The government is moving to fast-track billions in funding for rail investments in a change that is being hailed as historic.
A new style of funding will allow KiwiRail to plan for long-term investments, the state owned enterprise’s chief executive says. Photo: KiwiRail
The state-owned enterprise’s funding is usually approved annually by the Crown, but the government yesterday released a draft rail plan that will prioritise new trains, tracks and bridges across the country by funding KiwiRail’s budget through the National Land Transport Fund.
Greg Miller Photo: Supplied / KiwiRail
KiwiRail chief executive Greg Miller said this would allow the company to plan for long-term investments – including upgrades to national freight rail and passenger rail in Wellington and Auckland – rather than relying on year-to-year funding from the Budget.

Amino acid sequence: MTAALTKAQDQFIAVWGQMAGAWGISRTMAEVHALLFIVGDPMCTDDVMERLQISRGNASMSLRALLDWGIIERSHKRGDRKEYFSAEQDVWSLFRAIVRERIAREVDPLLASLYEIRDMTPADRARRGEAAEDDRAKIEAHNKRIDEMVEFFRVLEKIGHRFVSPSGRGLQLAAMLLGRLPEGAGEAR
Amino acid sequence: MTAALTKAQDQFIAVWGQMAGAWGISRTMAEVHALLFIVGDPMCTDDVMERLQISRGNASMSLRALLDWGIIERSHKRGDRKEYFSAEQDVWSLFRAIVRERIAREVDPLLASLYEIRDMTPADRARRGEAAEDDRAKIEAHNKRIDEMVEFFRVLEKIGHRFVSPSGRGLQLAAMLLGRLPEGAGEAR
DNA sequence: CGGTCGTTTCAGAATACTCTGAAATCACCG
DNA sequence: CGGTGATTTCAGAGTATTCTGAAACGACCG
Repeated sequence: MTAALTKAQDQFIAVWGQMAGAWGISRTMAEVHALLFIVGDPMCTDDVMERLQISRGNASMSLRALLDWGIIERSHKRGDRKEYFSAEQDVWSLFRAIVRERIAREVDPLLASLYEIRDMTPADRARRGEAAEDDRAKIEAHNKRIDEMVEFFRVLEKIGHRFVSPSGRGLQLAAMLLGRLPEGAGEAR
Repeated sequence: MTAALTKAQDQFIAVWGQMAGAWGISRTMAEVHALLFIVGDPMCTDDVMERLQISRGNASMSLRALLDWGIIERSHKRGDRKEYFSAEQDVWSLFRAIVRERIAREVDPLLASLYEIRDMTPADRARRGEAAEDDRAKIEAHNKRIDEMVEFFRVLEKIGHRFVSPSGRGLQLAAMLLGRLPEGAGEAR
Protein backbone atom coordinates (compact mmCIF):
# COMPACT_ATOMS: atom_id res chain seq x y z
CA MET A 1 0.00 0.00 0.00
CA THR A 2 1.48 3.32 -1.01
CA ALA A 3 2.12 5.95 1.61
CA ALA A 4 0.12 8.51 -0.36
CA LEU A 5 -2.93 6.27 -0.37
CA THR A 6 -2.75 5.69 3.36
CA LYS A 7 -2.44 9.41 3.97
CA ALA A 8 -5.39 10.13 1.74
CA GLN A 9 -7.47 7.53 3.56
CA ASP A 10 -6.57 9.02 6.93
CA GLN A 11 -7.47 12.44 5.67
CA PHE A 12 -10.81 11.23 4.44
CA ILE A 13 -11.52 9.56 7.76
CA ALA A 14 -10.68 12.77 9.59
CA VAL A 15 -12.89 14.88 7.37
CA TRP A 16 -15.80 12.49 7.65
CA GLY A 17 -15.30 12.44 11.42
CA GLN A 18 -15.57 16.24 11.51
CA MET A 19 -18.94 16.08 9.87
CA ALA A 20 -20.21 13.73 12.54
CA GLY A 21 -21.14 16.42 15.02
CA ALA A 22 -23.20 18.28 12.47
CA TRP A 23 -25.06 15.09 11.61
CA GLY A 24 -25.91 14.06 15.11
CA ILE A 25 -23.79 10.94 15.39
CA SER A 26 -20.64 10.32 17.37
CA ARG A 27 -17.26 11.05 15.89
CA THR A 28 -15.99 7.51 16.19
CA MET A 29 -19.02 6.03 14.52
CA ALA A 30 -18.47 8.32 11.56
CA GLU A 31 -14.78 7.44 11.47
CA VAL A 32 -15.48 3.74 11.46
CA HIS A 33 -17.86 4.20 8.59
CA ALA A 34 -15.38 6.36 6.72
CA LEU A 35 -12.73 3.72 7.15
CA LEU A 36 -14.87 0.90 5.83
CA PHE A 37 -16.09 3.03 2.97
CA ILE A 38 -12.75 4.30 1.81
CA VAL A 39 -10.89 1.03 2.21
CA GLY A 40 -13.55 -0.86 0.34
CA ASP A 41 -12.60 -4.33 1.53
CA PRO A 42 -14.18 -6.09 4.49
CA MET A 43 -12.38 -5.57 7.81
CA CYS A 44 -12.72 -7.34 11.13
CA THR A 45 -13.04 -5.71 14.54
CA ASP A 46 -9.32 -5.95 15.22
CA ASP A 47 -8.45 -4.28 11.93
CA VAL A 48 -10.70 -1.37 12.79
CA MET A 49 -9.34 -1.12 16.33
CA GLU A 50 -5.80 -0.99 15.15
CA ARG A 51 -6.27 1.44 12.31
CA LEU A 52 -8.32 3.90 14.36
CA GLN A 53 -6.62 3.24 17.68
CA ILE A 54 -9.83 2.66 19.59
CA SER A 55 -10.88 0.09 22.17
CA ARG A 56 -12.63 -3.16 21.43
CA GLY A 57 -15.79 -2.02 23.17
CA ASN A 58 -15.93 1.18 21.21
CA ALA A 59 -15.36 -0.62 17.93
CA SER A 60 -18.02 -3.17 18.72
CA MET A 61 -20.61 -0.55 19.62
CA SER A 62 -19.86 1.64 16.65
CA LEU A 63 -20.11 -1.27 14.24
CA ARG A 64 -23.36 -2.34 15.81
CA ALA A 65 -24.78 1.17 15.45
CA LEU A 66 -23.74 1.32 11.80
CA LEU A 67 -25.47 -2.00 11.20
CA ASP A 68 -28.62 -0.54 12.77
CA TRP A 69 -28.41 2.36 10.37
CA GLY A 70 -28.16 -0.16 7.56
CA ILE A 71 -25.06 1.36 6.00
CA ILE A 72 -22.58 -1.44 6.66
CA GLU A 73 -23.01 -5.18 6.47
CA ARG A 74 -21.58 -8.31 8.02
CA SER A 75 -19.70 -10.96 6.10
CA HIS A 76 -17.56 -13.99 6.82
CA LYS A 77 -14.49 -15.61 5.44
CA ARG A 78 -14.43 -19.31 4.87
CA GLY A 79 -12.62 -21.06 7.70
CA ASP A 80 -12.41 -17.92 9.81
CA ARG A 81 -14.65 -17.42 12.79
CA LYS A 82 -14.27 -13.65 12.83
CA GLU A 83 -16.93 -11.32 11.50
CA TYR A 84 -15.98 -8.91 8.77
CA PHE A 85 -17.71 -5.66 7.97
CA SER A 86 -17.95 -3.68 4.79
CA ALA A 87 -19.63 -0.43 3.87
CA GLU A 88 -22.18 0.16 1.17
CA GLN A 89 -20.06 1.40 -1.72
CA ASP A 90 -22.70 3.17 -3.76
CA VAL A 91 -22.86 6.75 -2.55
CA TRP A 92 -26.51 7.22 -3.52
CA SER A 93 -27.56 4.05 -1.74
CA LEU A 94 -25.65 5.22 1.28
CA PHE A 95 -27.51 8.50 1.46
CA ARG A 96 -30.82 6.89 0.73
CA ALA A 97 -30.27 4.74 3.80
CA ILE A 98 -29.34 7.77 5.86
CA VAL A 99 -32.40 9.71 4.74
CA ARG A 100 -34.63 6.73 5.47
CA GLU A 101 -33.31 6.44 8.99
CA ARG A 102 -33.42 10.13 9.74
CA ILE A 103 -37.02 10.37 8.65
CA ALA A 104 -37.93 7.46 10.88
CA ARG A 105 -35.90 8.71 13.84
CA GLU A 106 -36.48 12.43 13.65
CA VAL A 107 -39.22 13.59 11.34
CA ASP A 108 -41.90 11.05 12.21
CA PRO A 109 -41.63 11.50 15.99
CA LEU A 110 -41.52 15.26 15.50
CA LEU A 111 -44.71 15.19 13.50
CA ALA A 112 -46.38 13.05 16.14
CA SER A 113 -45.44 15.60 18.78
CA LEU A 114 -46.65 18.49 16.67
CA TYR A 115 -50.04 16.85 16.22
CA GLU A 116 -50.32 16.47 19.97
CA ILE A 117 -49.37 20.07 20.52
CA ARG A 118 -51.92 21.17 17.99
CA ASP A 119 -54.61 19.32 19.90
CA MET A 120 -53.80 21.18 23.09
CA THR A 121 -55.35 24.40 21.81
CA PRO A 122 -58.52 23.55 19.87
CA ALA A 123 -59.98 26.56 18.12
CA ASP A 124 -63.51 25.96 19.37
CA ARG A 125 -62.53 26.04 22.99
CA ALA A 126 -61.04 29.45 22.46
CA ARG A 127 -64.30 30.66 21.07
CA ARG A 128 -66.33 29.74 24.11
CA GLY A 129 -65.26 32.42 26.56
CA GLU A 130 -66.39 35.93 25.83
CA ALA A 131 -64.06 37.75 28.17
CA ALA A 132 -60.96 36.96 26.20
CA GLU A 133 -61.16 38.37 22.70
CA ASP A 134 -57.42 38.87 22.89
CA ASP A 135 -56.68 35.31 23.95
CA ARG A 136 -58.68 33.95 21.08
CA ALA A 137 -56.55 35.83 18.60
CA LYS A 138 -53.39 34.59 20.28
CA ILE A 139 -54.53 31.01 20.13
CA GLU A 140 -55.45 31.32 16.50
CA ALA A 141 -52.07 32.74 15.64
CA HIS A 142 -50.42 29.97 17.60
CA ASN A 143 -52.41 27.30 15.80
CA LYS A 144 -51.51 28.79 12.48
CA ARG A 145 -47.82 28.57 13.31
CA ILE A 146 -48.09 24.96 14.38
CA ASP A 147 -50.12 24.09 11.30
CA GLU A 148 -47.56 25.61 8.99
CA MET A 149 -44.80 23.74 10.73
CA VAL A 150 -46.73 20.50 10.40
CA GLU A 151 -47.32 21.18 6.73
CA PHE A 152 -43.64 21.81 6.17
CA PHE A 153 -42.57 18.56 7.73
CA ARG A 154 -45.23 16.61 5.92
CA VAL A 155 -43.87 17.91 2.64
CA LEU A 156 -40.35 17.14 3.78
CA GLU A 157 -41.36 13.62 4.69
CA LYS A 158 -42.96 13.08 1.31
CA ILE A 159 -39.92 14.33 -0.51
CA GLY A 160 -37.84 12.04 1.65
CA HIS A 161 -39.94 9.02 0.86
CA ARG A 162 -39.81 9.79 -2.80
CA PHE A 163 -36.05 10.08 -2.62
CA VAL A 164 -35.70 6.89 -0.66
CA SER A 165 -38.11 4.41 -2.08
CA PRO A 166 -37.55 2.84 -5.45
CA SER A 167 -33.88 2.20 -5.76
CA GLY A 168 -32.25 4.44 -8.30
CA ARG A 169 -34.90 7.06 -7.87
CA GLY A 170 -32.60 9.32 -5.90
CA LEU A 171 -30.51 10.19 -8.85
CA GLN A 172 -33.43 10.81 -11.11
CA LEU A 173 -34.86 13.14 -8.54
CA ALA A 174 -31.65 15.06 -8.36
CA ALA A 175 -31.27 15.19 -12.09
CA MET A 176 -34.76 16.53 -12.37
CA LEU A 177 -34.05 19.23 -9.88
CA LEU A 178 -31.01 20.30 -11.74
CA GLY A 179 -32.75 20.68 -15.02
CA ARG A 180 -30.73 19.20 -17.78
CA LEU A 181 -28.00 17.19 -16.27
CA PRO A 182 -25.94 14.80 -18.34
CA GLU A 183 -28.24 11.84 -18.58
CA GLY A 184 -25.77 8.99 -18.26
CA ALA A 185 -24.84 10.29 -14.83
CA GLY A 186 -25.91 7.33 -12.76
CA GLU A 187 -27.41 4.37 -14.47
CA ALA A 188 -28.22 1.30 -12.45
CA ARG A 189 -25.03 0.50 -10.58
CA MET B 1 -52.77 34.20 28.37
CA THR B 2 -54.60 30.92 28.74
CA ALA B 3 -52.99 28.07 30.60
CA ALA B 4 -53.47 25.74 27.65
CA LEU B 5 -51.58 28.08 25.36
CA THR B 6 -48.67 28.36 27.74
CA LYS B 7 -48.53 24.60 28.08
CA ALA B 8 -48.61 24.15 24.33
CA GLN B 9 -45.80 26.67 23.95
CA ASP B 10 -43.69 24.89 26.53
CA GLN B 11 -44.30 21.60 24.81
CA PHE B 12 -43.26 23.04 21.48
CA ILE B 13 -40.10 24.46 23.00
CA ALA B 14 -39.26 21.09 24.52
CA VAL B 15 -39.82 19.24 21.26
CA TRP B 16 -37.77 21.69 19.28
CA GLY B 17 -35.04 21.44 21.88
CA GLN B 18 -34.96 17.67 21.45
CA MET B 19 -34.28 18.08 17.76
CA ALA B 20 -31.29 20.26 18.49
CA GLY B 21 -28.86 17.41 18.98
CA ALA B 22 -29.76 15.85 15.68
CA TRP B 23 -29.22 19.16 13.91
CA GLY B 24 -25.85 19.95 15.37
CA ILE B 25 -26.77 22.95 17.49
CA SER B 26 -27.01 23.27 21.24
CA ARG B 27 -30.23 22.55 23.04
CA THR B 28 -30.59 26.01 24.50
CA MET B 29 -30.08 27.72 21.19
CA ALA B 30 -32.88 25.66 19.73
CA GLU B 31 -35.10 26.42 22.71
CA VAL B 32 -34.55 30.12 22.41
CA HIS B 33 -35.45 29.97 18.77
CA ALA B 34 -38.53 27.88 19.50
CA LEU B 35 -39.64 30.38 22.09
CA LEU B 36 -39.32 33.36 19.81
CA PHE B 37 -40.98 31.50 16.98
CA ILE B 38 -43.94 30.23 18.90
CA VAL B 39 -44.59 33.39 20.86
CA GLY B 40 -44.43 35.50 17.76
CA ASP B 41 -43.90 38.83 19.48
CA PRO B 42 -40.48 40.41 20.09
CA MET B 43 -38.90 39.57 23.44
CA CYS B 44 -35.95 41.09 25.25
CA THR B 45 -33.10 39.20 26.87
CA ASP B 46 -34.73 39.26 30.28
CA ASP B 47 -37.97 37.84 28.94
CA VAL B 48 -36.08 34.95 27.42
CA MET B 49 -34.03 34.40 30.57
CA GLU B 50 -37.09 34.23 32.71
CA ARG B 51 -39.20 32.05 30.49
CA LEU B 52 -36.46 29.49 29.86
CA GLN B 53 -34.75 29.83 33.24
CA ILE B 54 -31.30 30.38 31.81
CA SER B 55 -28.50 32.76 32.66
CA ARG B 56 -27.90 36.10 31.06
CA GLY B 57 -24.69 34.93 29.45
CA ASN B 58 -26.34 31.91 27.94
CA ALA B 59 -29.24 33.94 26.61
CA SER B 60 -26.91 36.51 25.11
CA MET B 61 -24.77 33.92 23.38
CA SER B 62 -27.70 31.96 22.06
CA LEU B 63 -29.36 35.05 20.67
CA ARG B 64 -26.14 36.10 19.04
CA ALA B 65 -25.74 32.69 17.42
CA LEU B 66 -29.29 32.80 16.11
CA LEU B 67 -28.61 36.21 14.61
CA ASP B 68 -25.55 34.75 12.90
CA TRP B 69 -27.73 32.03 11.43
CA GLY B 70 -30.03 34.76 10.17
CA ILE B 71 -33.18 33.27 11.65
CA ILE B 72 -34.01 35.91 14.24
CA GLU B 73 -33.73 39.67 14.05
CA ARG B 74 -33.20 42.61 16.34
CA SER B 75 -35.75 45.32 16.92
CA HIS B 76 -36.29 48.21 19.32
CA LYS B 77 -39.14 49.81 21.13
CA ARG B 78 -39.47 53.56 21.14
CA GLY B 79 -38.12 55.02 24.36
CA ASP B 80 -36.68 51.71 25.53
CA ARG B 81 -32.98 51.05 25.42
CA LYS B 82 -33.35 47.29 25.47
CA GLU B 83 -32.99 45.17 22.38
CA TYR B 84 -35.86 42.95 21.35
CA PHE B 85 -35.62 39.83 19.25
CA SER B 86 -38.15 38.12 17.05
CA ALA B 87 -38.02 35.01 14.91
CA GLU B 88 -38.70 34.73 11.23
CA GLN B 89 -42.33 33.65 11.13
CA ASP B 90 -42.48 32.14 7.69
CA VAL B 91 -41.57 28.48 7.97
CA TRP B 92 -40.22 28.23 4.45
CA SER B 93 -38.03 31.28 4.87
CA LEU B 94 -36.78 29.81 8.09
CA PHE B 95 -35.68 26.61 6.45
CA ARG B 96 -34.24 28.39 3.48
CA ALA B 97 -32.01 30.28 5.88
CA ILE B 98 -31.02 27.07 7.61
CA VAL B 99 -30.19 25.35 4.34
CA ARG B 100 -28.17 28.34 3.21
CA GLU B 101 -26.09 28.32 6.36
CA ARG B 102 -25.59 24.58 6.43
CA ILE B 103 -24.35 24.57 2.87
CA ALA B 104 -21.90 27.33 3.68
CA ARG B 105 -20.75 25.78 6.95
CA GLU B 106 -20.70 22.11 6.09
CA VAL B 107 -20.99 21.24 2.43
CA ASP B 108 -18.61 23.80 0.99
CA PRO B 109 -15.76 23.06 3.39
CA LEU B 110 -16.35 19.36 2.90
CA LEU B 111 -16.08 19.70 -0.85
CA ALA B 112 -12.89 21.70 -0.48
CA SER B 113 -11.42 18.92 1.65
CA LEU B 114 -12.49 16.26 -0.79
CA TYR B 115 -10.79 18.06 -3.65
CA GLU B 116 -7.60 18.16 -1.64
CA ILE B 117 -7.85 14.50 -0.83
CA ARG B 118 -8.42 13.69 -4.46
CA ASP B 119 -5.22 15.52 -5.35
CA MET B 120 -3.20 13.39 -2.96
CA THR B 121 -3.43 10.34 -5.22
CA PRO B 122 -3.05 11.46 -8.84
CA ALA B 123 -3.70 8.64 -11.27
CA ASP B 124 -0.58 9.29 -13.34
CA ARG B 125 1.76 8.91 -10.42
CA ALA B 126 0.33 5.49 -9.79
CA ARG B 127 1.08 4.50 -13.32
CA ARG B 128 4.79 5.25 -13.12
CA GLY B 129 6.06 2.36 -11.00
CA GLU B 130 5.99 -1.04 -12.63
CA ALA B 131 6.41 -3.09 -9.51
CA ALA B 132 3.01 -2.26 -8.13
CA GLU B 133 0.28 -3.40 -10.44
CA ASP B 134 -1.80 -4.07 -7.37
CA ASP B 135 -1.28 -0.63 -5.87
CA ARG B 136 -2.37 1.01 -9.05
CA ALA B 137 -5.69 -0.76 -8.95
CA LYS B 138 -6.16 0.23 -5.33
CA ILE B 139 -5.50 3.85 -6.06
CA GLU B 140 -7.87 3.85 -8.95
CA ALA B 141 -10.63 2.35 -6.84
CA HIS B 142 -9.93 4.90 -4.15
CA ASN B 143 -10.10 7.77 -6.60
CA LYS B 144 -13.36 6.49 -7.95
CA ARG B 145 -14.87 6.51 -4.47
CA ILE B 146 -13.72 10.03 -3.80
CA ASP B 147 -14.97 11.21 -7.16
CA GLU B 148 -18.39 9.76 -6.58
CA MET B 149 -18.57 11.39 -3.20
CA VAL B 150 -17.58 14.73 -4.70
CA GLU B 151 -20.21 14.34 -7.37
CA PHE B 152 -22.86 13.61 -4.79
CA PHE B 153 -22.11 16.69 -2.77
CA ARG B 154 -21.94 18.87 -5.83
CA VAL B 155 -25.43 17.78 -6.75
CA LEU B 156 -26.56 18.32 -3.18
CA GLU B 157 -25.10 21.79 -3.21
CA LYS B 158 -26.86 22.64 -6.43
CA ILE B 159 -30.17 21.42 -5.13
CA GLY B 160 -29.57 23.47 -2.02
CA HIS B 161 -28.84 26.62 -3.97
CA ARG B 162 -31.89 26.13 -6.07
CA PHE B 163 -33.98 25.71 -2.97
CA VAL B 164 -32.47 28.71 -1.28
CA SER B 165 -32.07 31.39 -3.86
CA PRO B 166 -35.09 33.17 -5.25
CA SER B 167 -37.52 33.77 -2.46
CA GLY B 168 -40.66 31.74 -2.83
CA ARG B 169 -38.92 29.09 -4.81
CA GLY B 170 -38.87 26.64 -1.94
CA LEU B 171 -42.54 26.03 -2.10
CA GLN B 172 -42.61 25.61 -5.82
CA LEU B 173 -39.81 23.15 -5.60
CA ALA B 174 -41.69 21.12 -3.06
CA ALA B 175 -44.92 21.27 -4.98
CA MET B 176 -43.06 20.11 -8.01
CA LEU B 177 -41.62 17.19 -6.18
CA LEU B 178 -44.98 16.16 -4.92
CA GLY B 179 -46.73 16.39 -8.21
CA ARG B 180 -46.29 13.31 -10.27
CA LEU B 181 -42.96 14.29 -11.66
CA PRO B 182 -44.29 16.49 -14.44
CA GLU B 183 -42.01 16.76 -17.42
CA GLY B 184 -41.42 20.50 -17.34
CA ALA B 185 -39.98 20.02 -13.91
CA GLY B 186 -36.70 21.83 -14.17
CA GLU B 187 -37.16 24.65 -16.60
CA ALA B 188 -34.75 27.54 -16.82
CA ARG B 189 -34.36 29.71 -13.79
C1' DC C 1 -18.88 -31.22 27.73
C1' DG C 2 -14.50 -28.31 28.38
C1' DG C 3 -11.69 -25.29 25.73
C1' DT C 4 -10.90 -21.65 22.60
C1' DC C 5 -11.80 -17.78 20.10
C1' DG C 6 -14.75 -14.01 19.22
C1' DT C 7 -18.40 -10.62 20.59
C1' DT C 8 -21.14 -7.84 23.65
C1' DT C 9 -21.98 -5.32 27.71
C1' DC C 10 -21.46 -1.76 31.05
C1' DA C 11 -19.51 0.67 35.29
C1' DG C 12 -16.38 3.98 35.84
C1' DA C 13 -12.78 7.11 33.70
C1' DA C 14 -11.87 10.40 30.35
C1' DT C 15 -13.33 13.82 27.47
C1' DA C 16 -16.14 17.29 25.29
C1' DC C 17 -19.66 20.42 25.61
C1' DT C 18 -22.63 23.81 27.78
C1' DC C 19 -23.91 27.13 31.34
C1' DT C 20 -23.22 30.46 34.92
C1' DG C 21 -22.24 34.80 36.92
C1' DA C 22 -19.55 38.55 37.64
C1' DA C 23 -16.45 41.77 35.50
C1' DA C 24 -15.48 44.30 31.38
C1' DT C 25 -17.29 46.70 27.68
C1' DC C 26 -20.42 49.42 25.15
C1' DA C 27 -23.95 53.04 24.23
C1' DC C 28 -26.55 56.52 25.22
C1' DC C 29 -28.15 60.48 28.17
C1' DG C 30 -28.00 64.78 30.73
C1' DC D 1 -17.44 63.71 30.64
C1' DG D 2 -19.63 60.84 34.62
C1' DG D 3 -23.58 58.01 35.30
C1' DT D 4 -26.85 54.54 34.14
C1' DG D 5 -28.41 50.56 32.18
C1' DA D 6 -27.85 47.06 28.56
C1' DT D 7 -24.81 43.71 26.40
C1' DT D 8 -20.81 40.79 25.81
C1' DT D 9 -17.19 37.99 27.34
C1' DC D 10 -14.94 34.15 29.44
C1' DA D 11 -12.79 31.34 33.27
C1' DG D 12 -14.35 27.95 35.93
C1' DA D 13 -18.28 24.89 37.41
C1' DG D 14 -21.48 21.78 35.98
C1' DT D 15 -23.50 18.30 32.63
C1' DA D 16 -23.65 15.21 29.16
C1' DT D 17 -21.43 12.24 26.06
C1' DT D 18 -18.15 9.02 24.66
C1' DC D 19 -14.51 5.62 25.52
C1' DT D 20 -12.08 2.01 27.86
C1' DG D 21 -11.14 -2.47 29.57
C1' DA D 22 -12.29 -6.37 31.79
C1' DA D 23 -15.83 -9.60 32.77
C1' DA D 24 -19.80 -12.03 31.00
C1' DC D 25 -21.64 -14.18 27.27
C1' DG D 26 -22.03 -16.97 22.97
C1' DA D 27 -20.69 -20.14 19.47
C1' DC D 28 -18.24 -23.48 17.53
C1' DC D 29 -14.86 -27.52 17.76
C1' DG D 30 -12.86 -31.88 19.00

“This is an historic change in the way rail is treated in New Zealand,” he said.
“Each year we go cap in hand to the government for capital projects to develop our nationwide rail network of 3500 kilometres and as you can appreciate with the inclemency we’ve just seen in the South Island, our network was cut off in three parts of the South Island and it takes capital to fix that.”
Recent flooding in the South Island that cut the rail network in three places requires the kind of money for repairs that may be more readily available in a new style of funding, the state owned enteprise’s chief executive says. Photo: Supplied/Peter Lyttle
He is hopeful the plan will make the state-owned enterprise more independent.
Other priorities under the draft plan include a new train control centre for Auckland, replacing the two interislander ferries and ageing rail locomotives and wagons. Safety at level crossings, where two people died last week after being hit by trains in Auckland, will also be improved.
The plan is subject to feedback and changes and the government will need to pass the associated Land Transport Legislation Bill, which has its first reading before parliament next week.
Transport Minister Phil Twyford said upgraded rail would boost productivity, and reduce road congestion and net greenhouse gas emissions.